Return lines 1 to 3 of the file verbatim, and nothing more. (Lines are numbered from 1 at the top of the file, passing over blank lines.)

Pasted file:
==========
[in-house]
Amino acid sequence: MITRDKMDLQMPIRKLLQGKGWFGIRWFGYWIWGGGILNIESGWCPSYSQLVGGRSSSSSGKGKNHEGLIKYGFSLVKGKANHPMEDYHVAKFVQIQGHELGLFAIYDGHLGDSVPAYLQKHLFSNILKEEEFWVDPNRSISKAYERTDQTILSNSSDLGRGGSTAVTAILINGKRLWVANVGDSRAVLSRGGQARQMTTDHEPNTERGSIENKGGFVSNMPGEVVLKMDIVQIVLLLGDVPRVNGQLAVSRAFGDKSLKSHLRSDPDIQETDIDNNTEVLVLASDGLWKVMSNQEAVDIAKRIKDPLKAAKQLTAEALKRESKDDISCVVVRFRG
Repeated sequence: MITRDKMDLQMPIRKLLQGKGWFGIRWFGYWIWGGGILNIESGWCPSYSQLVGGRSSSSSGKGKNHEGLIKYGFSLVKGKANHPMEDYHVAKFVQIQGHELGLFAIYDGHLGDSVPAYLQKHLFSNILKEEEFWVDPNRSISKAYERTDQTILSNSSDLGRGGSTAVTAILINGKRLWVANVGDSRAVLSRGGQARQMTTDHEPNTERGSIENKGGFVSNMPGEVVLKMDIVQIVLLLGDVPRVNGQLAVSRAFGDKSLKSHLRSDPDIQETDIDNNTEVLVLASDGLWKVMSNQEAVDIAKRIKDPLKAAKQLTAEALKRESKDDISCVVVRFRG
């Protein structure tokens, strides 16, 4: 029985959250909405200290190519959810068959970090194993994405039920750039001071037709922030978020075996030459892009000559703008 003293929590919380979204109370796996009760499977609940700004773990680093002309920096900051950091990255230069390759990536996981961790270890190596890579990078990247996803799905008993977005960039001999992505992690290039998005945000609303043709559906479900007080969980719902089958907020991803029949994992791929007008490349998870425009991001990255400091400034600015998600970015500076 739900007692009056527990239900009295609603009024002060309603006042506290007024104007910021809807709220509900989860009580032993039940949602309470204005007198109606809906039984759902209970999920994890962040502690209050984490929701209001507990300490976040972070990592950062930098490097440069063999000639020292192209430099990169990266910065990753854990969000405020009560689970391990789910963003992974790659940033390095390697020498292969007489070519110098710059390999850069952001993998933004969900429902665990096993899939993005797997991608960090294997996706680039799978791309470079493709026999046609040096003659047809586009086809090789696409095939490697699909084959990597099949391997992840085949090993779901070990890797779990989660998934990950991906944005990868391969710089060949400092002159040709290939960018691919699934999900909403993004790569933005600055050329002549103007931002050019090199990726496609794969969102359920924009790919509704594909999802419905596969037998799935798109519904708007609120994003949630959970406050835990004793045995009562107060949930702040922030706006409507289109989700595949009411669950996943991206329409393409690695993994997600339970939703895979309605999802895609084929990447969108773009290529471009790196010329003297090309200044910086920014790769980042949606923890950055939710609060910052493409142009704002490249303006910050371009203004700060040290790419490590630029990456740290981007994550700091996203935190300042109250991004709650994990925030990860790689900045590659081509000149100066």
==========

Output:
[in-house]
Amino acid sequence: MITRDKMDLQMPIRKLLQGKGWFGIRWFGYWIWGGGILNIESGWCPSYSQLVGGRSSSSSGKGKNHEGLIKYGFSLVKGKANHPMEDYHVAKFVQIQGHELGLFAIYDGHLGDSVPAYLQKHLFSNILKEEEFWVDPNRSISKAYERTDQTILSNSSDLGRGGSTAVTAILINGKRLWVANVGDSRAVLSRGGQARQMTTDHEPNTERGSIENKGGFVSNMPGEVVLKMDIVQIVLLLGDVPRVNGQLAVSRAFGDKSLKSHLRSDPDIQETDIDNNTEVLVLASDGLWKVMSNQEAVDIAKRIKDPLKAAKQLTAEALKRESKDDISCVVVRFRG
Repeated sequence: MITRDKMDLQMPIRKLLQGKGWFGIRWFGYWIWGGGILNIESGWCPSYSQLVGGRSSSSSGKGKNHEGLIKYGFSLVKGKANHPMEDYHVAKFVQIQGHELGLFAIYDGHLGDSVPAYLQKHLFSNILKEEEFWVDPNRSISKAYERTDQTILSNSSDLGRGGSTAVTAILINGKRLWVANVGDSRAVLSRGGQARQMTTDHEPNTERGSIENKGGFVSNMPGEVVLKMDIVQIVLLLGDVPRVNGQLAVSRAFGDKSLKSHLRSDPDIQETDIDNNTEVLVLASDGLWKVMSNQEAVDIAKRIKDPLKAAKQLTAEALKRESKDDISCVVVRFRG